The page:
- The Washington Times - Friday, June 13, 2008

LOS ANGELES | Commissioner David Stern defended the referees with increasing vigor Thursday night in a press conference before the Los Angeles Lakers and Boston Celtics met in Game 4 of the NBA Finals at Staples Center.

The league’s referees have been subjected to a series of troubling headlines after disgraced former ref Tim Donaghy’s claims surfaced in a letter dispatched to the sentencing court and his legal team went on the attack earlier this week.

Donaghy says the NBA manipulated Game 6 of the 2002 Western Conference finals between the Lakers and Sacramento Kings. The Lakers defeated the Kings 106-102 with the help of 27 free throws in the fourth quarter. Donaghy also accused the referees of altering the 2005 playoff series between the Dallas Mavericks and Houston Rockets.

“No, no, a thousand times no,” Stern said of his referees possibly committing illegal acts.

That Stern acted to employ damage control about 45 minutes before the tipoff of Game 4 proved noteworthy in itself. The last thing Stern wanted to do was distract from the NBA’s showcase event featuring two tradition-steeped antagonists. Yet he felt compelled to come to the aid of his referees and the NBA after Donaghy’s allegations showed staying power.

Stern said the league decided five years ago to record all the calls of the referees in every game in order to improve performance.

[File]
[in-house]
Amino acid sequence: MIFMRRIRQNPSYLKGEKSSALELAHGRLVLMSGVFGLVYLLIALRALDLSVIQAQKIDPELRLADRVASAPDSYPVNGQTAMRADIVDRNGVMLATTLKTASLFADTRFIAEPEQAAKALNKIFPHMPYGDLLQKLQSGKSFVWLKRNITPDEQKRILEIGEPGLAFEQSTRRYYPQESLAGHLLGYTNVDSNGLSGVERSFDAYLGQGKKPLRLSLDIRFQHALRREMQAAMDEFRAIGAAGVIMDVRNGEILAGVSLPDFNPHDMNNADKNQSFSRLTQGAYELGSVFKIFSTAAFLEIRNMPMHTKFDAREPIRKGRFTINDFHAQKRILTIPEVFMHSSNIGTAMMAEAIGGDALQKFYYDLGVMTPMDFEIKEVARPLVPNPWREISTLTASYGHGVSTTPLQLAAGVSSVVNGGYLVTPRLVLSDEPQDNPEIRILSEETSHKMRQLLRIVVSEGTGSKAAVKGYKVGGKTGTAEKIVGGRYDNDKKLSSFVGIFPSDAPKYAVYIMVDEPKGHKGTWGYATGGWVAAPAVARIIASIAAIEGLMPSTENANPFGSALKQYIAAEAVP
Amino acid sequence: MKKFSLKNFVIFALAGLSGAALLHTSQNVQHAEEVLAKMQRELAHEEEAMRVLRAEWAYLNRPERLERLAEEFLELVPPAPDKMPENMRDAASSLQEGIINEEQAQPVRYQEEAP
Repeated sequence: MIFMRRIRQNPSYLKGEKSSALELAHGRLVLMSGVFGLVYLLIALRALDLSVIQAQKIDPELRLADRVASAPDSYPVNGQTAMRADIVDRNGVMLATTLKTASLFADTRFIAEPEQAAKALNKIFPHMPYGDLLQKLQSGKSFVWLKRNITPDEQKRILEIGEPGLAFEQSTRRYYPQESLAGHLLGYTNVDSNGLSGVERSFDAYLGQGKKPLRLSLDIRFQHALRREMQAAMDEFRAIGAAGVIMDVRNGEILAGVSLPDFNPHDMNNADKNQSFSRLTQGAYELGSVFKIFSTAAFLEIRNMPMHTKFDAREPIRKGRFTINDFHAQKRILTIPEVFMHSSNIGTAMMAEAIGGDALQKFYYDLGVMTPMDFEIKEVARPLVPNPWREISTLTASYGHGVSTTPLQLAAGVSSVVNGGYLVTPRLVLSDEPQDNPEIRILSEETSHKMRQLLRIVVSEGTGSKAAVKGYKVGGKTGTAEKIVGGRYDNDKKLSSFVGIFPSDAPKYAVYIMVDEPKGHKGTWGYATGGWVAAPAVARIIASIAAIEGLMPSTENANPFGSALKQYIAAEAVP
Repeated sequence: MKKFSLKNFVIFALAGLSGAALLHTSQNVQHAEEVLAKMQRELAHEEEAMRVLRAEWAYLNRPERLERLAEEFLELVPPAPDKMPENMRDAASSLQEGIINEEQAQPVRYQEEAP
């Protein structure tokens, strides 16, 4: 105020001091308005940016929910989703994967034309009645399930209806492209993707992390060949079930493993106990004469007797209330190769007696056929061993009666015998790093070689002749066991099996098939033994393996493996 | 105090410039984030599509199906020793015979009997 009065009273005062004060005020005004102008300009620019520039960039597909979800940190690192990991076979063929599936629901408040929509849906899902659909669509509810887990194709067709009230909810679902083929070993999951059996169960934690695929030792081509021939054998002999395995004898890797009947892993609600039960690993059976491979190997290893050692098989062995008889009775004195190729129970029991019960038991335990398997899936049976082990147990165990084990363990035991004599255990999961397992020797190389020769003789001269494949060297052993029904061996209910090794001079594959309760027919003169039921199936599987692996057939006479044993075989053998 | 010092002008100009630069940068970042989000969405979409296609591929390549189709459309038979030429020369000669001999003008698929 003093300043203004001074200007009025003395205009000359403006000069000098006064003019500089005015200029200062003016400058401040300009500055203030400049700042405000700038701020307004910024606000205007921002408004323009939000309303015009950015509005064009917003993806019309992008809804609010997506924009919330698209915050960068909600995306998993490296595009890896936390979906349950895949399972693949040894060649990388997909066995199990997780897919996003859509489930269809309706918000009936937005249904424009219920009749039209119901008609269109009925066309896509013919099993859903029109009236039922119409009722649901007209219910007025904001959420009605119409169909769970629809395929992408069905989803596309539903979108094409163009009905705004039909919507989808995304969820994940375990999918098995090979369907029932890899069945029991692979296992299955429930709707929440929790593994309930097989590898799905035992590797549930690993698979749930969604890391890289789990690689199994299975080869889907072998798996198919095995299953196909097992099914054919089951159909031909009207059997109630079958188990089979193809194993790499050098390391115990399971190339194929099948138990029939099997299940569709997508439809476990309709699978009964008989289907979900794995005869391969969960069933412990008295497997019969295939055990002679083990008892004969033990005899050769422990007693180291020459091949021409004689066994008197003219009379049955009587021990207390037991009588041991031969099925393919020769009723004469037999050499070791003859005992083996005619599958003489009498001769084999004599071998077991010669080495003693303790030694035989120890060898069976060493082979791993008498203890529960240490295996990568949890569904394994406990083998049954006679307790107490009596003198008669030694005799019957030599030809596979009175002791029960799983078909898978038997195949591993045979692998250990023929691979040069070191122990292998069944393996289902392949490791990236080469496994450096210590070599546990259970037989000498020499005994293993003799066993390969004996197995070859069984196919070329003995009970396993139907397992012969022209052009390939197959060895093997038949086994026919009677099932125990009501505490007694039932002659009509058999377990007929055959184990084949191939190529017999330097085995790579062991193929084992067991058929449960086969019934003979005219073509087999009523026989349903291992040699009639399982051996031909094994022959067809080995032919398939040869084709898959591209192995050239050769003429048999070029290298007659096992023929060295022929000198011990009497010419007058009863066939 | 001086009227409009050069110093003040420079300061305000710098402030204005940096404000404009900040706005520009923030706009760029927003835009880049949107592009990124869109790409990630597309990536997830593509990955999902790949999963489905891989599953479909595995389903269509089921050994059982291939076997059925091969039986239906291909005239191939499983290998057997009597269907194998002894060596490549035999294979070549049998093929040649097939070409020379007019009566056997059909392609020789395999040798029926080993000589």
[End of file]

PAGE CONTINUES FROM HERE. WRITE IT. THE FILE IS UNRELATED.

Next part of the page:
“They really are the most measured group of employees in the world,” he said. “That said, they get about 90 percent or so of the calls correct. Given the size of the players, the speed of the game, the position they find themselves, there are always games that have a higher percentage of correct calls than others.”

Stern said the 2002 Game 6 was not one of the finest for NBA referees.

“My memory recalls that was not one of the best refereed games,” he said.

Later he added, “We could go back and look at it. My guess is it won’t be pretty, but it won’t be dishonest, and it won’t be illegal. Of that, I assure you.”

Stern dismissed Lakers coach Phil Jackson’s idea to have the referees become an entity distinct from the NBA.

“I think that would not be a wise management decision,” he said. “I think it’s important to sit here and say to you that the accusations that we manipulate games, they’re false. We don’t. And if you’d like me to repeat it again, I will tell you that we don’t. And on behalf of my officials, I’d like to tell you that they don’t engage in the criminal conduct of which Mr. Donaghy has accused them.”

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